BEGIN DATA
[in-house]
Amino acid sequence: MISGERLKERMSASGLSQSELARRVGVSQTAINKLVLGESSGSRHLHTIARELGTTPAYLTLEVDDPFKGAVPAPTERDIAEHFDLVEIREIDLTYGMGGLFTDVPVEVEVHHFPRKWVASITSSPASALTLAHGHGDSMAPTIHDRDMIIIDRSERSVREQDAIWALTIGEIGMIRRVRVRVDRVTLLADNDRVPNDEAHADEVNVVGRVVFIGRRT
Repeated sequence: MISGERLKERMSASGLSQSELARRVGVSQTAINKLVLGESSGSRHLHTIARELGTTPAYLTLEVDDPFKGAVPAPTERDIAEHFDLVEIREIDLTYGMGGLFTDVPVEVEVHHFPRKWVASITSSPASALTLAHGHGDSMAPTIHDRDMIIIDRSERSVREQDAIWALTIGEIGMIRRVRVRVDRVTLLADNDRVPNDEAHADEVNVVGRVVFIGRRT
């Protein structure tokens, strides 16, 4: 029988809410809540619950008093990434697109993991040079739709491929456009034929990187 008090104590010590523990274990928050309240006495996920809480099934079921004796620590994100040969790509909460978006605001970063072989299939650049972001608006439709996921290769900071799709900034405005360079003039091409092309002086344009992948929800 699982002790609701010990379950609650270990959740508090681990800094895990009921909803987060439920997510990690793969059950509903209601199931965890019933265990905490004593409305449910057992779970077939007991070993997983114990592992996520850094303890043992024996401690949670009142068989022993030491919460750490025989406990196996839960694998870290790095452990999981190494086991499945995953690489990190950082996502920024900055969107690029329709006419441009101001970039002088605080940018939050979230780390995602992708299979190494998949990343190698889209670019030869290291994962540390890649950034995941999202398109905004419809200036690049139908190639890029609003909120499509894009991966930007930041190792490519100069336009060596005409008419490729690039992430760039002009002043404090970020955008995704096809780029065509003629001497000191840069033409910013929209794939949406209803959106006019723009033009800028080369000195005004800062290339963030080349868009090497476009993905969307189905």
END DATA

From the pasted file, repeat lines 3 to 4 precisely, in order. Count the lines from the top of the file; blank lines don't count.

Repeated sequence: MISGERLKERMSASGLSQSELARRVGVSQTAINKLVLGESSGSRHLHTIARELGTTPAYLTLEVDDPFKGAVPAPTERDIAEHFDLVEIREIDLTYGMGGLFTDVPVEVEVHHFPRKWVASITSSPASALTLAHGHGDSMAPTIHDRDMIIIDRSERSVREQDAIWALTIGEIGMIRRVRVRVDRVTLLADNDRVPNDEAHADEVNVVGRVVFIGRRT
């Protein structure tokens, strides 16, 4: 029988809410809540619950008093990434697109993991040079739709491929456009034929990187 008090104590010590523990274990928050309240006495996920809480099934079921004796620590994100040969790509909460978006605001970063072989299939650049972001608006439709996921290769900071799709900034405005360079003039091409092309002086344009992948929800 699982002790609701010990379950609650270990959740508090681990800094895990009921909803987060439920997510990690793969059950509903209601199931965890019933265990905490004593409305449910057992779970077939007991070993997983114990592992996520850094303890043992024996401690949670009142068989022993030491919460750490025989406990196996839960694998870290790095452990999981190494086991499945995953690489990190950082996502920024900055969107690029329709006419441009101001970039002088605080940018939050979230780390995602992708299979190494998949990343190698889209670019030869290291994962540390890649950034995941999202398109905004419809200036690049139908190639890029609003909120499509894009991966930007930041190792490519100069336009060596005409008419490729690039992430760039002009002043404090970020955008995704096809780029065509003629001497000191840069033409910013929209794939949406209803959106006019723009033009800028080369000195005004800062290339963030080349868009090497476009993905969307189905």